Fiscal integrity needed

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Fiscal integrity needed

The Ministry of Strategy and Finance and the ruling Democratic Party (DP) held a closed-door meeting Tuesday to discuss next year’s budget, which may be up to 530 trillion won ($436.7 billion). At a cabinet meeting on the same day, President Moon Jae-in stressed the need to “show the government’s determination to revitalize our economy through fiscal expansion.” In theory, it is right for the government to stimulate the economy by spending more when the economy sags.

But the problem is our soaring national debt. If next year’s budget exceeds 510 trillion won, the government’s annual spending will break the ceiling of 500 trillion won in just three years after it surpassed 400 trillion. It also means a whopping 100 trillion won increase in just three years since the launch of the Moon administration. During the eight years of the previous conservative administrations, the government budget increased by 130 trillion won.

Our governments have faithfully kept to the principle of maintaining government debt under 40 percent of gross domestic product (GDP). But Moon and his ruling party are asking, “What is the basis for the 40 percent limit?” They cite a number of developed countries whose debt-to-GDP ratio is 100 percent. The difference is that they are mostly key currency countries.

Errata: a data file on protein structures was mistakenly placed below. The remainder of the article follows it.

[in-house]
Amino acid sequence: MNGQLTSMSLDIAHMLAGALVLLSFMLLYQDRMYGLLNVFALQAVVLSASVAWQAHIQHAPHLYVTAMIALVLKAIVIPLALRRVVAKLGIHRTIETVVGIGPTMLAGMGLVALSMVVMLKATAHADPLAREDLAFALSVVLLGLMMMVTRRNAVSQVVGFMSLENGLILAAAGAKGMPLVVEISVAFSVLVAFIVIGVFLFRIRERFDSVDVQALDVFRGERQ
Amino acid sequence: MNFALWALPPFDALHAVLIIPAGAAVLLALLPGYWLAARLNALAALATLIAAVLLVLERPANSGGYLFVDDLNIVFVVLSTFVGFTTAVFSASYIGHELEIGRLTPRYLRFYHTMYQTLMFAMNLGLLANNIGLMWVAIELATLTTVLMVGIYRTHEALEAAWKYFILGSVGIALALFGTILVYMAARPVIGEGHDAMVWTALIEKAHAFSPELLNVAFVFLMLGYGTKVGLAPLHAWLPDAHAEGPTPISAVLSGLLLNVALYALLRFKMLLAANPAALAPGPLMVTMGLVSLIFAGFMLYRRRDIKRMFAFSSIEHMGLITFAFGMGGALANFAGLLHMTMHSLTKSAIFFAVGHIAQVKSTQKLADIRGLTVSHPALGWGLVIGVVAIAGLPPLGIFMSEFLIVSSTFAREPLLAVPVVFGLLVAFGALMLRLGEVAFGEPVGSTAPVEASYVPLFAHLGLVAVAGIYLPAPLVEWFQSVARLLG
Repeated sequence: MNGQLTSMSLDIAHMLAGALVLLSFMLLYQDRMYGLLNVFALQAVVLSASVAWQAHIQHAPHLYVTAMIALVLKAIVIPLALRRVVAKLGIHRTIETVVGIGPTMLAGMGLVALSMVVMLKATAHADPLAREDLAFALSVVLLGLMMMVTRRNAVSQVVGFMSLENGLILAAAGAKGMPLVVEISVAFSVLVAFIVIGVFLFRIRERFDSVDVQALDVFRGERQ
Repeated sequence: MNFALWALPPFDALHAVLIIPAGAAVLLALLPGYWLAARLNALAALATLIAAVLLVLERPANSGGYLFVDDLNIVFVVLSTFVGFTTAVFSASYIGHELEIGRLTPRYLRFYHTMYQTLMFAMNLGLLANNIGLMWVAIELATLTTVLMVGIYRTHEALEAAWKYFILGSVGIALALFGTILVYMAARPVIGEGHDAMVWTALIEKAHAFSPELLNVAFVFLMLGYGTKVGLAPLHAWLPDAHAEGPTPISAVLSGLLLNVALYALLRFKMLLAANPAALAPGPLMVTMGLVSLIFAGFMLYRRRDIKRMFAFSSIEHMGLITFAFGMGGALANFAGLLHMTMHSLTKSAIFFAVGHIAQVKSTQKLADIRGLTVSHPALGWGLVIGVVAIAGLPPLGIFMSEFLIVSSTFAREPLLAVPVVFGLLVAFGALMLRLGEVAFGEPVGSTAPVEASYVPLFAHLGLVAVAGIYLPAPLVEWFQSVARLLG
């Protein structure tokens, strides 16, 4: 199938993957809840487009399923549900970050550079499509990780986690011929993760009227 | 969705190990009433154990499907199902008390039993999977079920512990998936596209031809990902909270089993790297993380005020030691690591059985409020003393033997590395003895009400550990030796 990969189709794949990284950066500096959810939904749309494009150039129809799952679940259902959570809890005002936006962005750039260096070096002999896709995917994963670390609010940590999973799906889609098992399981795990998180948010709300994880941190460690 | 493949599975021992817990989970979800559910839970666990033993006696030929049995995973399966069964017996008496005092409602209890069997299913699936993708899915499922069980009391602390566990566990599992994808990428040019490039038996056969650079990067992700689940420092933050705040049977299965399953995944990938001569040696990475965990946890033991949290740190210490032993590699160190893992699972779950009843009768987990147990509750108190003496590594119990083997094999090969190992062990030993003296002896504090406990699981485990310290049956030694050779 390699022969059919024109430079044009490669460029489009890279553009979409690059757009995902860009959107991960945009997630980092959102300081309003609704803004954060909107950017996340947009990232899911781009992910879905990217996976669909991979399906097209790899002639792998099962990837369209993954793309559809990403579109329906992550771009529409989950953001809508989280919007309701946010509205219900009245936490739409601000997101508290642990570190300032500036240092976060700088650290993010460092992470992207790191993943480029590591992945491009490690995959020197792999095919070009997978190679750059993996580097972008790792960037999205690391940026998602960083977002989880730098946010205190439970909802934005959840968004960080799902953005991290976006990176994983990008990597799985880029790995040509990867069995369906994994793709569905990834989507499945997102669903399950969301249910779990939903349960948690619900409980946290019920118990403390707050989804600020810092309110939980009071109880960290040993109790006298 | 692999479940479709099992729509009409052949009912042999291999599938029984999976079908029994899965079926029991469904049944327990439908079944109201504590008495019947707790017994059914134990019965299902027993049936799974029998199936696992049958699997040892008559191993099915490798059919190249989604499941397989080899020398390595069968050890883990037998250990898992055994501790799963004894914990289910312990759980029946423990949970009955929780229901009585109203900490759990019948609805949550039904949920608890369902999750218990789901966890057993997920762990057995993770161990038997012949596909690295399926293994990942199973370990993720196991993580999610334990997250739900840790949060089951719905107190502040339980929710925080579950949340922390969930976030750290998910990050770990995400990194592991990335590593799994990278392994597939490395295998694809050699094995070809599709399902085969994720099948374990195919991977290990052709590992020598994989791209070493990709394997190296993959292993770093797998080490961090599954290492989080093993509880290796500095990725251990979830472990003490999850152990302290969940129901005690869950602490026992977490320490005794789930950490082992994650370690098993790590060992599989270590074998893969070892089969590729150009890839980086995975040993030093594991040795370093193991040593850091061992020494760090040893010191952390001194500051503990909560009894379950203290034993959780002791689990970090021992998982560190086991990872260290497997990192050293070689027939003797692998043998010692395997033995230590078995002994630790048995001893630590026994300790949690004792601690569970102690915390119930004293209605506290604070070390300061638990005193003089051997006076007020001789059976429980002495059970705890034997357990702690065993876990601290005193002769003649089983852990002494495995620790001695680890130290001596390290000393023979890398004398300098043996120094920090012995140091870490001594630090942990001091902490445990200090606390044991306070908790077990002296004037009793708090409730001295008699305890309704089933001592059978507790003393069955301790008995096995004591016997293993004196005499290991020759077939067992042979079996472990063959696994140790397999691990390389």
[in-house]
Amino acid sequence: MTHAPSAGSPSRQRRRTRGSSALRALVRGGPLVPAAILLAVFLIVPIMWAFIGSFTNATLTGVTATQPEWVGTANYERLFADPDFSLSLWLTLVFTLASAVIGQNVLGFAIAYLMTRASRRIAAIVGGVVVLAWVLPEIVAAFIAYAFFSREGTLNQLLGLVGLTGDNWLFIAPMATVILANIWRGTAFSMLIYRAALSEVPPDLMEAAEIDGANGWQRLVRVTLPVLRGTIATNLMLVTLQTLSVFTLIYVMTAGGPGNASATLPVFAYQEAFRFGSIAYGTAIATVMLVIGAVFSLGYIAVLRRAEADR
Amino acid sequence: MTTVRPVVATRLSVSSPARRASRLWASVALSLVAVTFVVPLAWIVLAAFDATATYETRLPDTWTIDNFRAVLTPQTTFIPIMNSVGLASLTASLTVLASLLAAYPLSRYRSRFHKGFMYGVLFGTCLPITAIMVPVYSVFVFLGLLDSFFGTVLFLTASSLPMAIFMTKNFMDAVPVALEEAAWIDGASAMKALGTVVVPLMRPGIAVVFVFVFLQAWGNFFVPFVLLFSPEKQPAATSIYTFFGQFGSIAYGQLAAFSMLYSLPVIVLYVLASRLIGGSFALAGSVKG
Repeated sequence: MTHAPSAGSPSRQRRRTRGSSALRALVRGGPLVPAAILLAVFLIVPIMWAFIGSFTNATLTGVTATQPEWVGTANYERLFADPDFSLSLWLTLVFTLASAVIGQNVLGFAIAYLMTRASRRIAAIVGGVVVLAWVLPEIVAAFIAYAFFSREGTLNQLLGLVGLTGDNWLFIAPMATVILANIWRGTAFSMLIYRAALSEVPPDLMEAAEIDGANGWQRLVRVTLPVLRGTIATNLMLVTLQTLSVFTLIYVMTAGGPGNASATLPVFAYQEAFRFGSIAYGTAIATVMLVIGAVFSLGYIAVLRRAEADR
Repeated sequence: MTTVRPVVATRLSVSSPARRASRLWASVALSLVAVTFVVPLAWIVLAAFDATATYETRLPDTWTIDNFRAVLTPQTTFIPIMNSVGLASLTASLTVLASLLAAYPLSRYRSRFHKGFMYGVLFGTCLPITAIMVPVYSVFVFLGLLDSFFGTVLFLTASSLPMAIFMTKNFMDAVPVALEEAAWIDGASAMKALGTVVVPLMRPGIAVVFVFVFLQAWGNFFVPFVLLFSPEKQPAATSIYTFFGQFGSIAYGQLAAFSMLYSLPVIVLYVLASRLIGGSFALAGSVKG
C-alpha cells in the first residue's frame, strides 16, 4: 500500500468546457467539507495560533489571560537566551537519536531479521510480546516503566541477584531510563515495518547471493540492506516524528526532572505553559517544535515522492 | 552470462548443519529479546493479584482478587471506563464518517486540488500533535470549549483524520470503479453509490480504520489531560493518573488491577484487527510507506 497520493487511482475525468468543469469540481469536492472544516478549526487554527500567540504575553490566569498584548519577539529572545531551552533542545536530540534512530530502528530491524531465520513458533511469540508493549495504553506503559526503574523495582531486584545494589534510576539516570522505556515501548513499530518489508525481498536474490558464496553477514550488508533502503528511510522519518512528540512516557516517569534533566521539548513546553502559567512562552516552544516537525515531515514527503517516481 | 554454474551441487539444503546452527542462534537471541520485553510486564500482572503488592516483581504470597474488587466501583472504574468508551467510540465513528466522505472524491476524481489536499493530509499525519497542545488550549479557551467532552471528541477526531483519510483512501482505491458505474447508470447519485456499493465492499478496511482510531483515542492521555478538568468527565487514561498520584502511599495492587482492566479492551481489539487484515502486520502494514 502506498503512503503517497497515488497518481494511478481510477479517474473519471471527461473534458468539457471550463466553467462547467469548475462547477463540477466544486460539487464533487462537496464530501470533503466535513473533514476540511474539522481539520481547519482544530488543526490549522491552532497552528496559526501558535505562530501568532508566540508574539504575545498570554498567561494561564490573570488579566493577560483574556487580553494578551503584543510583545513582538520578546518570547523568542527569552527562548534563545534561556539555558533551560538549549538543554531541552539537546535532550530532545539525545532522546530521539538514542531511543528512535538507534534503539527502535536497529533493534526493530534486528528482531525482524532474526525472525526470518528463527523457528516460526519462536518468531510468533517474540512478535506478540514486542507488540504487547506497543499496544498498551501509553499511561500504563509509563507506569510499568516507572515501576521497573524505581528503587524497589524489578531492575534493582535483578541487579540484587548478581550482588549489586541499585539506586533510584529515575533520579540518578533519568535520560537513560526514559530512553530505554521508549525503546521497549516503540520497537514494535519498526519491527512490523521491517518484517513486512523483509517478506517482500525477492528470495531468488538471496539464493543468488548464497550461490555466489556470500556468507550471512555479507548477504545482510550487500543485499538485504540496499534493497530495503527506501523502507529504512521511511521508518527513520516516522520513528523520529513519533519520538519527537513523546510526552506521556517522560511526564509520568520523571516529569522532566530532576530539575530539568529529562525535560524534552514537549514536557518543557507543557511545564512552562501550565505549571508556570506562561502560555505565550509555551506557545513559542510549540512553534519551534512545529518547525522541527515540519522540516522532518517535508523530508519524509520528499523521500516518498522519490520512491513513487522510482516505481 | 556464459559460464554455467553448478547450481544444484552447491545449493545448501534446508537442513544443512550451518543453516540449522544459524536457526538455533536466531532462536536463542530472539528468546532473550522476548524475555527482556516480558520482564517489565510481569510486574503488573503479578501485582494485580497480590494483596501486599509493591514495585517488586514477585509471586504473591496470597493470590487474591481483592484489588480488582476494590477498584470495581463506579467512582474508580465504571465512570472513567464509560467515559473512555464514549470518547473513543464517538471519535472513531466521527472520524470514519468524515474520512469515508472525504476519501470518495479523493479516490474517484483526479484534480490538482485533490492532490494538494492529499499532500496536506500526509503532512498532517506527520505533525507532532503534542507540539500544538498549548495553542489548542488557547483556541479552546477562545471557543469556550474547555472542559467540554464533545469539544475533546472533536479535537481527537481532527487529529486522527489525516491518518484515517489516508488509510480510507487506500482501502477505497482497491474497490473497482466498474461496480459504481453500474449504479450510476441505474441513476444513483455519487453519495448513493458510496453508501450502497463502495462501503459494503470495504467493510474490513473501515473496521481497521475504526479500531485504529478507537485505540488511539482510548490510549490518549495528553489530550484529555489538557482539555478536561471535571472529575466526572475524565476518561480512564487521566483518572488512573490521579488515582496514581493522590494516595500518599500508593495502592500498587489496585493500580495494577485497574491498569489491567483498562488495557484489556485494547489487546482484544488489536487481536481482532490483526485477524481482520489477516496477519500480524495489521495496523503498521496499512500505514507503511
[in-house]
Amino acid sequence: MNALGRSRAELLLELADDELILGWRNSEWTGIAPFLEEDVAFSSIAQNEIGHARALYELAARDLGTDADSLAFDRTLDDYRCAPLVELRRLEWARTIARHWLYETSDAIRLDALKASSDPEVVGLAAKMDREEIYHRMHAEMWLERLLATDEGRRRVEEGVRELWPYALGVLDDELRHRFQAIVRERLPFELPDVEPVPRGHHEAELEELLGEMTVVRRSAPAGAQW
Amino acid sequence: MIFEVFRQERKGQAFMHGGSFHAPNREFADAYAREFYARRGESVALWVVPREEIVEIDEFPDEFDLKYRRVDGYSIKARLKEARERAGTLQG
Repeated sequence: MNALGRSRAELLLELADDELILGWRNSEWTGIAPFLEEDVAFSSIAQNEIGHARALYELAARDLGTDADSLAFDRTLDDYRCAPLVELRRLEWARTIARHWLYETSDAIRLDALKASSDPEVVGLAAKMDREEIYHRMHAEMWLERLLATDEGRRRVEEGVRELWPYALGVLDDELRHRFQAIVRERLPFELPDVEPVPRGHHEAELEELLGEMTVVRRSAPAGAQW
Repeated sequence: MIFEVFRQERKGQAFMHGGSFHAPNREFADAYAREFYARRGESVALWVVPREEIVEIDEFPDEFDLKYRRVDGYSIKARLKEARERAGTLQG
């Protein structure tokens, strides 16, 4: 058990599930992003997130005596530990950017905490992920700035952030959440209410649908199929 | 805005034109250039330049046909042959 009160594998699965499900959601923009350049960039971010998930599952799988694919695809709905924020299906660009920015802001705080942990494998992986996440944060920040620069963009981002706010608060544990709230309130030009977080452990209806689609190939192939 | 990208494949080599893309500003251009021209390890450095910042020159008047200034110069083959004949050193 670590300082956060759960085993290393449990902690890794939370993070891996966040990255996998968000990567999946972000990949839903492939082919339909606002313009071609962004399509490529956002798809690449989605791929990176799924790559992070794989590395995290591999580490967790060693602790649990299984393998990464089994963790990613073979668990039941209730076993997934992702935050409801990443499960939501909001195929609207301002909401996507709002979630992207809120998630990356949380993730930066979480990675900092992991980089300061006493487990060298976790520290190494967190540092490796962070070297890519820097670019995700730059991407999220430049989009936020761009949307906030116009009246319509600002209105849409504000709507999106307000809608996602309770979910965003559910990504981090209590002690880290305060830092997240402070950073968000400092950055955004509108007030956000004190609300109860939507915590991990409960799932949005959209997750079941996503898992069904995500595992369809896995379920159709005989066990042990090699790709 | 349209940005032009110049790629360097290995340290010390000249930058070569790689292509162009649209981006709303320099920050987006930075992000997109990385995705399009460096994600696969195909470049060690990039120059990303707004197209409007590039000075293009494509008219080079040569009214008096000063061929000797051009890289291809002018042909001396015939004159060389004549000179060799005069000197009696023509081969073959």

Some officials and lawmakers point out that Japan’s debt-to-GDP ratio nears 250 percent. But Japan is not only one of the largest creditor nations, but more than 95 percent of its debts are owned by Japanese. In other words, there are few risks. How about Greece and Argentina? Thanks to their hefty spending on welfare programs, it took only 10 years for Greece’s debt-to-GDP ratio to soar to 100 percent from 40 percent.
We can hardly afford a superbudget as seen in the 59 trillion won government deficit in the first half of the year, the largest since such data started being collected. In the meantime, the government’s tax revenues shrank by 1 trillion won over a year. Under such circumstances, the government can spend more to revive the economy as recommended by the International Monetary Fund (IMF) and the Organization for Economic Cooperation and Development (OECD). But they attach particular strings to the fiscal stimuli — raising our growth potential and rejuvenating the economy through structural reform. The government is going in the opposite direction. Welfare spending accounts for 34.3 percent of this year’s 470 trillion won budget, probably aimed at winning favor from voters ahead of next year’s general election. If such a spending spree continues, the country can hardly avoid a fiscal crisis. Excessive spending regardless of fiscal integrity only kicks the burden down to our next generation.

JoongAng Ilbo, Aug. 15, Page 26
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